General Motors is beginning to lay the foundation necessary to one day become an all-electric automaker. The company announced earlier this year its plan to stop selling gas-powered cars by 2035, and the company is getting ready to launch the GMC Hummer EV. However, a new recall leaves the automaker without a single electric vehicle in production right now.
Earlier this month, GM issued a recall for every Chevy Bolt ever made so it could fix a potential defect that has been linked to a possible fire risk. That means the automaker will have to roll out about 142,000 new batteries to existing models, which includes the new Bolt EUV introduced for the upcoming 2022 model year, and that means its production is on hiatus. The automaker told The Verge that it didn’t expect Bolt production to resume until mid-September. According to the publication, Chevy first halted Bolt production last week due to the global chip shortage.
Further complicating the recall process is the battery’s supplier, LG Energy Solutions. It will take some time for the company to identify the manufacturing defect and implement a fix that ensures defect-free batteries before restarting mass production. Only then will GM begin issuing repairs and restart Bolt production. According to the automaker, the batteries could suffer from two different manufacturing defects – a torn anode tab and folded separator. The recall is expected to cost approximately $1 billion, which GM plans LG to pay.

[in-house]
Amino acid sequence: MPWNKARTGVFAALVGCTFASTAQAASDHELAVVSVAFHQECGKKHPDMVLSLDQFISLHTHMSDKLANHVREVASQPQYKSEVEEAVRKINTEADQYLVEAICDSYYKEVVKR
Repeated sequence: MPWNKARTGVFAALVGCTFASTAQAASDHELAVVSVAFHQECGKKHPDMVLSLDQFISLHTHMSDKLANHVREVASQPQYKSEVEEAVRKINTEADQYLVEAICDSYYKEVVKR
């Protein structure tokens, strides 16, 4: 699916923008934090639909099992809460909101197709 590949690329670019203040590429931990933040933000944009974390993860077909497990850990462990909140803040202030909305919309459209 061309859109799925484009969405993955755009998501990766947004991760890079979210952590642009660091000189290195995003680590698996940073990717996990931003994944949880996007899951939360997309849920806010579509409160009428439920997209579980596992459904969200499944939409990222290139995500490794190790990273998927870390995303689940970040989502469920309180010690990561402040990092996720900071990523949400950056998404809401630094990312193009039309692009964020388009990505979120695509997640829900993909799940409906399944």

LG is set to supply GM with batteries for the brand’s other upcoming electric vehicles, including the GMC Hummer EV, though that’s still on schedule to arrive sometime later this year. The recall and pause in production are just the latest in a series of production hiccups automakers have faced since the coronavirus pandemic hit last March. A global chip shortage paired with disrupted supply chains and production puts the Bolt pause into perspective. However, the recall certainly comes at an inopportune time as automakers begin transitioning to producing more and more electric vehicles.